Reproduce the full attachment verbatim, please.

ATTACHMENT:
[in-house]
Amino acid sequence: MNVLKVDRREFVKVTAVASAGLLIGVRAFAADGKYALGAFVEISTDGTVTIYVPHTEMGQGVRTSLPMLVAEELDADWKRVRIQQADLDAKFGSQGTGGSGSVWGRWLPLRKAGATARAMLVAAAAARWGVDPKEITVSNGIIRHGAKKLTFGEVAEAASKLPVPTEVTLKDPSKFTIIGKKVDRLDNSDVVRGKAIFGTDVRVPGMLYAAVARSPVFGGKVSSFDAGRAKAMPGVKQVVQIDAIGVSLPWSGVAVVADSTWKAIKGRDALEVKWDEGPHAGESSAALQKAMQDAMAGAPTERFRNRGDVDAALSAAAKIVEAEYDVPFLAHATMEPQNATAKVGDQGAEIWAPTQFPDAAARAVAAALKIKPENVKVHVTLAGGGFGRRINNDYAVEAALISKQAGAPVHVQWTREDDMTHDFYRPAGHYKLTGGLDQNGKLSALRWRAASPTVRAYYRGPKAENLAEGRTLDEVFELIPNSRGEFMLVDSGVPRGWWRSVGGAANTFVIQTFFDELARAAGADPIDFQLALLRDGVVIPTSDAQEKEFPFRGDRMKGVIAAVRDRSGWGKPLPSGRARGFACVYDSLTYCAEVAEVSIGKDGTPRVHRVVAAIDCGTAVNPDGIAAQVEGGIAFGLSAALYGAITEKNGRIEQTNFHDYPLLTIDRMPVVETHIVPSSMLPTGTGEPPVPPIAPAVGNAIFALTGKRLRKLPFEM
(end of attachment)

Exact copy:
[in-house]
Amino acid sequence: MNVLKVDRREFVKVTAVASAGLLIGVRAFAADGKYALGAFVEISTDGTVTIYVPHTEMGQGVRTSLPMLVAEELDADWKRVRIQQADLDAKFGSQGTGGSGSVWGRWLPLRKAGATARAMLVAAAAARWGVDPKEITVSNGIIRHGAKKLTFGEVAEAASKLPVPTEVTLKDPSKFTIIGKKVDRLDNSDVVRGKAIFGTDVRVPGMLYAAVARSPVFGGKVSSFDAGRAKAMPGVKQVVQIDAIGVSLPWSGVAVVADSTWKAIKGRDALEVKWDEGPHAGESSAALQKAMQDAMAGAPTERFRNRGDVDAALSAAAKIVEAEYDVPFLAHATMEPQNATAKVGDQGAEIWAPTQFPDAAARAVAAALKIKPENVKVHVTLAGGGFGRRINNDYAVEAALISKQAGAPVHVQWTREDDMTHDFYRPAGHYKLTGGLDQNGKLSALRWRAASPTVRAYYRGPKAENLAEGRTLDEVFELIPNSRGEFMLVDSGVPRGWWRSVGGAANTFVIQTFFDELARAAGADPIDFQLALLRDGVVIPTSDAQEKEFPFRGDRMKGVIAAVRDRSGWGKPLPSGRARGFACVYDSLTYCAEVAEVSIGKDGTPRVHRVVAAIDCGTAVNPDGIAAQVEGGIAFGLSAALYGAITEKNGRIEQTNFHDYPLLTIDRMPVVETHIVPSSMLPTGTGEPPVPPIAPAVGNAIFALTGKRLRKLPFEM